It’s on the tip of my tongue. (Toni L. Sandys/WASHINGTON POST)

When should we pass it? Now!

If President Obama doesn’t make it to a second term, he’s got a great future ahead in pep rallies!

In the immortal words of Obama tonight, from which I have subtracted a little but added nothing: “... You should pass this jobs plan right away. ... Pass this jobs bill ... Pass this jobs bill. ... You should pass it right away. Pass this jobs bill. ... You should pass it right away. Pass this jobs bill. ... Pass this jobs bill. ... Pass this jobs bill. ... Pass this bill. ... Pass this jobs bill. ... You should pass it again — right away. Pass this jobs bill. ... You should pass this bill right away. ... This is simple math. ... This plan is the right thing to do right now. You should pass it.”

I’m sorry, what should we pass? When? I’m confused. But I’m sure Biden will explain it later, more folksily.

This was a good night for people who worried the speech might conflict with tonight’s football, but a terrible night for anyone who picked the phrase “Pass This Jobs Bill” as basis for his Presidential Address drinking game. (Steve, you are in my prayers.)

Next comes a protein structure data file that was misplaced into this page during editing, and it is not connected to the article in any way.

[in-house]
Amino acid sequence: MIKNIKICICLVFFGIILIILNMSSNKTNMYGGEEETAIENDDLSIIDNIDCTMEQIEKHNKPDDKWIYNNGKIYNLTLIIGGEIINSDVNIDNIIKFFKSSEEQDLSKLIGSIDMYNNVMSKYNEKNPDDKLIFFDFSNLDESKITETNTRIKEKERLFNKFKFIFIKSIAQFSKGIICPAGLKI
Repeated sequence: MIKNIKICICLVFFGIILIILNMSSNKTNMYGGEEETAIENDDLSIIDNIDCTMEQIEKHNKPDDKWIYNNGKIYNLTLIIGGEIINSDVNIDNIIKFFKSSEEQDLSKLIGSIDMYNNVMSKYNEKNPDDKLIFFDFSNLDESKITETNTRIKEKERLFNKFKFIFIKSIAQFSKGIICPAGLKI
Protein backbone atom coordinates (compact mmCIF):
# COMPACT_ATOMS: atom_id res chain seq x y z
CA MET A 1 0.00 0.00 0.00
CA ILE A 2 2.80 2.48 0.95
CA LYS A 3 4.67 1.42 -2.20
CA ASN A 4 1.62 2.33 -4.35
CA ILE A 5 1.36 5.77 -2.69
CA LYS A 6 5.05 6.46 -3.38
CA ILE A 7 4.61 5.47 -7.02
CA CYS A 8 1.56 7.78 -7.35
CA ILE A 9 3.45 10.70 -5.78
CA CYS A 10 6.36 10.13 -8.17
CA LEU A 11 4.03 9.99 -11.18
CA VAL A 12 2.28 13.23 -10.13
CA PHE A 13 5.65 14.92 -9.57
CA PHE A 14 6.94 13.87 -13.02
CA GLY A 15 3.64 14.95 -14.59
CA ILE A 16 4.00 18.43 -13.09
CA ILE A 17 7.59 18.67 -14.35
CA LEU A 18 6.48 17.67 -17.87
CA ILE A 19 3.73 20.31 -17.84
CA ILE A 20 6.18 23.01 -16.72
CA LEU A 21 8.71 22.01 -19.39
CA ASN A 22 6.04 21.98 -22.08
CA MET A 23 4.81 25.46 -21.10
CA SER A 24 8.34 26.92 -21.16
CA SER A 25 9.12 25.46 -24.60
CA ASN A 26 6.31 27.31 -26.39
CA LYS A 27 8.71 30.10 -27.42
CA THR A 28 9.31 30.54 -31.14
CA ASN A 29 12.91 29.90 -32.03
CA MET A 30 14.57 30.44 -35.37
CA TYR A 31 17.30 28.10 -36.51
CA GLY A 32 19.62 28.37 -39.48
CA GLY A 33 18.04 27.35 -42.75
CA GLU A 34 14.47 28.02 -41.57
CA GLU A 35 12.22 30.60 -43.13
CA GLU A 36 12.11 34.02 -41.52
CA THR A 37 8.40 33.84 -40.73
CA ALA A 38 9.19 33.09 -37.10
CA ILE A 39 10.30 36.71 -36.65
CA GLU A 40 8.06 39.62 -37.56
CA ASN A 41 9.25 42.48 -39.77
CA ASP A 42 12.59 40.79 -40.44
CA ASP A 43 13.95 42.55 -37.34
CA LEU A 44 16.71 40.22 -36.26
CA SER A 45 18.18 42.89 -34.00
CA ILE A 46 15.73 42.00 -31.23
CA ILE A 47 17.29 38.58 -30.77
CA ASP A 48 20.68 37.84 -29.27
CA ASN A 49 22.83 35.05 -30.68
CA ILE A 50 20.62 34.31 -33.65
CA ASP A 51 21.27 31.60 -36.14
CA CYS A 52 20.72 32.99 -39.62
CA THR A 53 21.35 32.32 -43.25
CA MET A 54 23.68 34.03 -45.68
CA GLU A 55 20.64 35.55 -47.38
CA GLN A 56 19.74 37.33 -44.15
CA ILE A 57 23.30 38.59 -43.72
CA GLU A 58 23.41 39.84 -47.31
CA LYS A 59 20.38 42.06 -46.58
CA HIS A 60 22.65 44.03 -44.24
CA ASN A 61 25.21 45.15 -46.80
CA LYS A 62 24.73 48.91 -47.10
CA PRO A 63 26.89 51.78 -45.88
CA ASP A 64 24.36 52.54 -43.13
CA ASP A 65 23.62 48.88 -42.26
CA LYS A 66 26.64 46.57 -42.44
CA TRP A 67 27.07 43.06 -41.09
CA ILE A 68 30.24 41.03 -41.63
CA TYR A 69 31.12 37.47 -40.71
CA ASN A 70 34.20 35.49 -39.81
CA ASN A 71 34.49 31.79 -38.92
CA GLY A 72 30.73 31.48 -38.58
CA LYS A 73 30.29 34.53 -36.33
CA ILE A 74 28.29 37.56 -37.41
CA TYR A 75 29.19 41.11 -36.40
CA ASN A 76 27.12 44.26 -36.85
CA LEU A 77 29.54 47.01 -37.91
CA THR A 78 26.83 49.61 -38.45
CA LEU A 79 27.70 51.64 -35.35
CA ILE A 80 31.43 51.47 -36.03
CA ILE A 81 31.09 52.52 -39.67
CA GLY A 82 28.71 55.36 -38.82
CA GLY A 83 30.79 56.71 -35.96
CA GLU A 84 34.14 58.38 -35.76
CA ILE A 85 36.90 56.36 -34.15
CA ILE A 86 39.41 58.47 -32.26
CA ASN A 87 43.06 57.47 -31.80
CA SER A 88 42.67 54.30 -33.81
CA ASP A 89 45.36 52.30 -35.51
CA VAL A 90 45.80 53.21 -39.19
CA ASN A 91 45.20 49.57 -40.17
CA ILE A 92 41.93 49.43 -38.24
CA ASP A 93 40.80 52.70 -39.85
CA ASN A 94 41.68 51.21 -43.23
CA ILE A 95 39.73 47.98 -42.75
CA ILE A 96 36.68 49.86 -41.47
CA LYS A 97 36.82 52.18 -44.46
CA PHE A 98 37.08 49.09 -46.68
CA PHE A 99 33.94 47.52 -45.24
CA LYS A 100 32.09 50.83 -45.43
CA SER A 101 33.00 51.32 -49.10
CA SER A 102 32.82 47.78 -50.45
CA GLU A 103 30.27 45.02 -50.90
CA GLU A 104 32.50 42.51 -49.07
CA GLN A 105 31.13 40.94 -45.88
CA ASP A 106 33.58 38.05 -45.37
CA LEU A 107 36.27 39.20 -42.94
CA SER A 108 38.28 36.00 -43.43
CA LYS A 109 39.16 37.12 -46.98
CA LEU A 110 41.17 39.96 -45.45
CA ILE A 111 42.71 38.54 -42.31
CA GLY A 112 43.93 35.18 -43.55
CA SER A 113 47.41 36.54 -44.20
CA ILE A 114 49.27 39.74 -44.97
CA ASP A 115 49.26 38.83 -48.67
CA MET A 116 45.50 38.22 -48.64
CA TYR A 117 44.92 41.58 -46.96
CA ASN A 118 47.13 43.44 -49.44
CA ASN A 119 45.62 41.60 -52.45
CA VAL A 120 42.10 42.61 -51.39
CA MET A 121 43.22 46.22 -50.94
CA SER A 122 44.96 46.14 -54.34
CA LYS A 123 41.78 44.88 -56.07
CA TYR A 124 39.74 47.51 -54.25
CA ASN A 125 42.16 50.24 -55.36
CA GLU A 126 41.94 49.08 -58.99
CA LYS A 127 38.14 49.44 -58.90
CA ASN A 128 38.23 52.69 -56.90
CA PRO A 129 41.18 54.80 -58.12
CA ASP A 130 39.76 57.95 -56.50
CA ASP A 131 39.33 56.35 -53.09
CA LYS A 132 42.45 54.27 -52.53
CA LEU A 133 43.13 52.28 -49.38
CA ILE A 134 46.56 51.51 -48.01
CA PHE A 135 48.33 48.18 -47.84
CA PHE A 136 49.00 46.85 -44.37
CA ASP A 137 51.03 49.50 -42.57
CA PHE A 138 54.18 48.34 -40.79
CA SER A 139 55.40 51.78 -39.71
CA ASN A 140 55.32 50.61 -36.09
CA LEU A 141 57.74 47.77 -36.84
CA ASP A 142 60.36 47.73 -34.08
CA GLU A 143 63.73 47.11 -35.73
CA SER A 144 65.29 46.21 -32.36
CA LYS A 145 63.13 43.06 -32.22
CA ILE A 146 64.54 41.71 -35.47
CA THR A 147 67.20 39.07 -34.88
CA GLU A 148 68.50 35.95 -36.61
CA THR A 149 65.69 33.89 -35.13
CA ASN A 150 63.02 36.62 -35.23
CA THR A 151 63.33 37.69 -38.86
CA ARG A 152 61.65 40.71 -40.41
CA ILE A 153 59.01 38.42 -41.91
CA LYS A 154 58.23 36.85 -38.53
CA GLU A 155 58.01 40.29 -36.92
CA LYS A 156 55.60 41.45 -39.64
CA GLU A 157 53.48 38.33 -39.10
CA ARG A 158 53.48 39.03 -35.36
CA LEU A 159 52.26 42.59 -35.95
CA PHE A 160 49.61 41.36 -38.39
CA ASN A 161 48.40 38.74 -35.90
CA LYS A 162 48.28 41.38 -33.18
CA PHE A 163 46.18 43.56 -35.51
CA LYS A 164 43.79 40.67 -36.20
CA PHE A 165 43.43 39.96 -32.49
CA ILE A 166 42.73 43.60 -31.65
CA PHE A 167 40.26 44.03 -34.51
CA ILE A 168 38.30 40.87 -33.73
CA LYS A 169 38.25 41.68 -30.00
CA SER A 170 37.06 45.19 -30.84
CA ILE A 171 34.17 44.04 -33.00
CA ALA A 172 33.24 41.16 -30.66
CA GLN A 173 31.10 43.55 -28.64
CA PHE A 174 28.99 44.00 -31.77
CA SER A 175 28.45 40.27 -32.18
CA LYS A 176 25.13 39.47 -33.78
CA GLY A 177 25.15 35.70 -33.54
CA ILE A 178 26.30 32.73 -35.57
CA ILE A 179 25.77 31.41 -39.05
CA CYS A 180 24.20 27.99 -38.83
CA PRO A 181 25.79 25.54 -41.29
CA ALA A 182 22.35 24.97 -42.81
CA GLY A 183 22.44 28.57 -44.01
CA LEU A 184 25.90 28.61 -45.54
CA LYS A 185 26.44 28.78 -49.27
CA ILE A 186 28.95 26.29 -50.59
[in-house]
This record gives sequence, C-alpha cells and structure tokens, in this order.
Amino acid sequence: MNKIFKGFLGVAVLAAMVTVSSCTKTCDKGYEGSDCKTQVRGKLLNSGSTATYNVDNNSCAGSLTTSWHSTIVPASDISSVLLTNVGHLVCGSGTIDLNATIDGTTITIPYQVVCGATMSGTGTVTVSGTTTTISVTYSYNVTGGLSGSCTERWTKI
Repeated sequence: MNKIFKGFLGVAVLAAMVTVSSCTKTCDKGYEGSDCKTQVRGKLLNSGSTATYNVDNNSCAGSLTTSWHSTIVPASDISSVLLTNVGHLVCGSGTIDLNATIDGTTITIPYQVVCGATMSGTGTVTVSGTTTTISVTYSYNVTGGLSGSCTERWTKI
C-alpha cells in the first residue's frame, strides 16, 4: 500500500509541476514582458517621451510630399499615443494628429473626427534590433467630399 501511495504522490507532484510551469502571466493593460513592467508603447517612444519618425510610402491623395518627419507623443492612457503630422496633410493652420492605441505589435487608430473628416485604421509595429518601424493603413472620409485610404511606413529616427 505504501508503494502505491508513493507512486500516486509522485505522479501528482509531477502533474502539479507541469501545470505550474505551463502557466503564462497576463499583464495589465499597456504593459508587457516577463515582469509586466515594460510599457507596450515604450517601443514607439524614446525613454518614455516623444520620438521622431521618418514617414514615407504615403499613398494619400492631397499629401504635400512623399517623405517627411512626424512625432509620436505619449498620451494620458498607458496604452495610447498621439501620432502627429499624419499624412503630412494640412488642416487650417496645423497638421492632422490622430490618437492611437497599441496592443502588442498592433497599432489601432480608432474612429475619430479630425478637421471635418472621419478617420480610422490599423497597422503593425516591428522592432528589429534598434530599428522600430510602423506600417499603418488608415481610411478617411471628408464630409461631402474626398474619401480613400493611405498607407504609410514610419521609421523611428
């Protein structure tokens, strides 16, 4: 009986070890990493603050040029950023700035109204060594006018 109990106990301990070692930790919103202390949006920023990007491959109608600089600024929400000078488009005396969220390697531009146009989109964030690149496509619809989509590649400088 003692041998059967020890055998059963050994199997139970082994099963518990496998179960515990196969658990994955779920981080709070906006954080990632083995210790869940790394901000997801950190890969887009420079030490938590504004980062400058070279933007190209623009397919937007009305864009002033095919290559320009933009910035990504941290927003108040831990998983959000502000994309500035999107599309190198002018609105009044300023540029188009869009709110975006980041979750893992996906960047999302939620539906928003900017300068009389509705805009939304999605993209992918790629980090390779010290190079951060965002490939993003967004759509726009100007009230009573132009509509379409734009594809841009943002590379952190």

Some suggest that, at a loss for other strategies, the president hoped to invoke a congressional urban legend that the ghost of John Quincy Adams will require the House to pass anything if you ask them 21 times. Unfortunately he only managed to ask 15 times, by my count, and so John Quincy Adams’s spirit will remain trapped underground for another 14 months.

Alternatively, this could be the result of losing a bet of some kind, say with Michelle. “If I win, you have to tell Congress to ‘pass this jobs bill’ 15 times!” “If I win, you have to tell America that ketchup is a vegetable!”

The president also noted that the initiatives in his bill were ideas supported by both Democrats and Republicans “in the past,” making me worry that the Republicans who supported these initiatives were all from the Coolidge era.

He did not allay these concerns by invoking Abraham Lincoln and his commitment to build a transcontinental railroad. Disappointingly, the bill does not appear to include any provisions for another transcontinental railroad, but maybe Congress can fix this in committee.

But how sanguine was the president, really, in spite of all that insistence that Congress pass — I forget what exactly.

He almost seemed resigned. If that bill doesn’t pass, it certainly won’t be because he didn’t ask enough times. It’ll be because, as he noted: “Already, we’re seeing the same old press releases and tweets flying back and forth. Already, the media has proclaimed that it’s impossible to bridge our differences.”


Nonsense. It took me at least 15 minutes.

But it’s a curiously easy path out.

For someone who says so often that he wants this bill to pass, it seems almost as though he’s protesting too much.

Or maybe it wasn’t enough. After all, House Speaker John A. Boehner has already noted that the plan “merits consideration,” which doesn’t exactly sound as though he remembers what Obama asked him to do a mere 18 minutes ago.

Pass what? When?

If only he’d said it another six times.